PHL 221. of Metaphysics and Knowledge. (3) (MPT)
Critical examination of the nature of reality and our knowledge of it. Sample topics include relation of mind to body, freedom and determinism, whether the world is fundamentally material or mental, nature and extent of our knowledge of the world.
PHL 241. Philosophy of Art. (3)
Introduction to basic notions of aesthetics, such as the definition of art, truth in the arts, characterization of aesthetic experience, etc. through examination of specific philosophies and problem areas. Readings may range from classical to contemporary thinkers.
PHL 245. Writing Philosophy. (3)
Provides philosophy majors with the reading, writing, and reasoning skills necessary for the successful presentation of philosophical ideas in written work, with writing oriented toward both specialized (philosophically experienced and disciplinarily appropriate) and non-specialized (non-philosophical) audiences. The course will have a rotating philosophical topic around which readings will be structured and will be writing intensive. ADVW.
PHL 263. Informal Logic. (3) (MPT)
Informal analysis of discourse, especially argument, with the aim of improving understanding, criticism, evaluation, and construction of arguments in significant contexts.
PHL 273. Formal Logic. (4) (MPF, MPT)
Survey of elementary logical systems: Aristotelian, boolean, sentenial, quantified. Scientific method and issues in the philosophy of logic may be included. V. CAS-E.
PHL 277. Independent Studies. (0-5)
PHL 301. Ancient Philosophy. (4) (MPT)
Survey of ancient philosophical thought covering pre-Socratics, Socrates, Plato, Aristotle, and Hellenistic philosophy. Problems discussed include the nature of being and becoming, monism and pluralism, knowledge, value, and society. Emphasis given to philosophies of Plato and Aristotle.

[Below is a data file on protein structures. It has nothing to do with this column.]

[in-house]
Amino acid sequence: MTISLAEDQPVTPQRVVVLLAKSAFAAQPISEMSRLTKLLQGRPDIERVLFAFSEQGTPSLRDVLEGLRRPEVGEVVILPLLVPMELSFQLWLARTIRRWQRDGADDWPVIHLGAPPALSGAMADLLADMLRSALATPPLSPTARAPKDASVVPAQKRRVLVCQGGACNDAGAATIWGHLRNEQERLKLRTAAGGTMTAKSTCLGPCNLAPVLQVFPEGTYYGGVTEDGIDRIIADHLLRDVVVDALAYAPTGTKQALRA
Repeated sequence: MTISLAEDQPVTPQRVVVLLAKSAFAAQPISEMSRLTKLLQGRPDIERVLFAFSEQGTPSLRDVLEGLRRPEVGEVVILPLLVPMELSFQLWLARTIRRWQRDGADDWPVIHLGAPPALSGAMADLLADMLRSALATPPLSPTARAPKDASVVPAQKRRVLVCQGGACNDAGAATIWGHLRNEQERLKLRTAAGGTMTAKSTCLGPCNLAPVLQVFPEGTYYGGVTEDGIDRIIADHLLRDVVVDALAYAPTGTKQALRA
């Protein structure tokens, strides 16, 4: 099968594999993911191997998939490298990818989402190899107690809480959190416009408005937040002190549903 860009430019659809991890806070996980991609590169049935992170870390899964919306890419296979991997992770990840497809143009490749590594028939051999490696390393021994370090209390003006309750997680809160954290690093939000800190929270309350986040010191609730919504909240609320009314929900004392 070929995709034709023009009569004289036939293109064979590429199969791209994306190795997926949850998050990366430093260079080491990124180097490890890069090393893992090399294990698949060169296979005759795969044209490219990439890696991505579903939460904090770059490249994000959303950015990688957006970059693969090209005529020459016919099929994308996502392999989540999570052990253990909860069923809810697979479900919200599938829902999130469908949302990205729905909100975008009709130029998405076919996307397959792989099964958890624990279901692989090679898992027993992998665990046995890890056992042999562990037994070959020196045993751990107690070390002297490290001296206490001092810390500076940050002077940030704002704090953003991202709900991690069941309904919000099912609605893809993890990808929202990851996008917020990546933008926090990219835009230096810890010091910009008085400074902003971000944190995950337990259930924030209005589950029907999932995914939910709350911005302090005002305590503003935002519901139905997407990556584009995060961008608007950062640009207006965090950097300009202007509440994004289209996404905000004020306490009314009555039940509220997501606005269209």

Prerequisite: PHL 103, 104, 105, 131 or 221.
PHL 302. Modern Philosophy. (4) (MPT)
Philosophical study of the development of philosophy at the beginning of modern period, Descartes to Kant. Both the interrelationship of points within each philosopher's thought and the change of thought from earlier philosophers to later ones are emphasized. Specific issues for study include relation of thought and reality, knowledge and opinion, truth and appearance, value.
Prerequisite: PHL 103, 104, 105, 131 or 221.
PHL 307. Gandhian Philosophy. (3)
This course will survey Gandhi's philosophy and practice of non-violence, Truth, politics, religion, education and economics. It also examines Gandhi's relevance to modernity and discusses his influence on Martin Luther King and the Civil Rights movement.
PHL 310. Special Topics. (1-4; maximum 8)
Treatment of selected topics or philosophers.
PHL 311. Ethical Theory. (4)
Topical and historical in-depth study of classical and contemporary ethical theories. Addresses such questions as the following: What are the fundamental principles of moral action? Can such principles be justified? What moral theories are most adequate and why? What constitutes the well-lived life? Are persons moral agents? What is the relationship between morality and happiness? What is the relationship between freedom and morality? Why be moral?
Prerequisite: PHL 131.
PHL 312. Contemporary Moral Problems. (4) (MPT)
Moral argument and bases of moral decision. Discussion of such issues as sexuality, career and professional ethics, environmental responsibility, individual conscience and authority, abortion, suicide, and war. Prior completion of PHL 131 is recommended.
PHL 331. Political Philosophy. (3)
Inquiry into values and principles of government, justice and law, rights and responsibilities, freedom and power, violence and revolution.
PHL 335. Philosophy of Law. (4)
Philosophical study of some problems arising in law. Problems discussed include: concept of law and its relation to morality; logic of legal reasoning; legal rights, duties, responsibility, punishment, fault, voluntariness, etc.
PHL 340. Internship. (0-20)
PHL 355. Feminist Theory. (3) (MPT)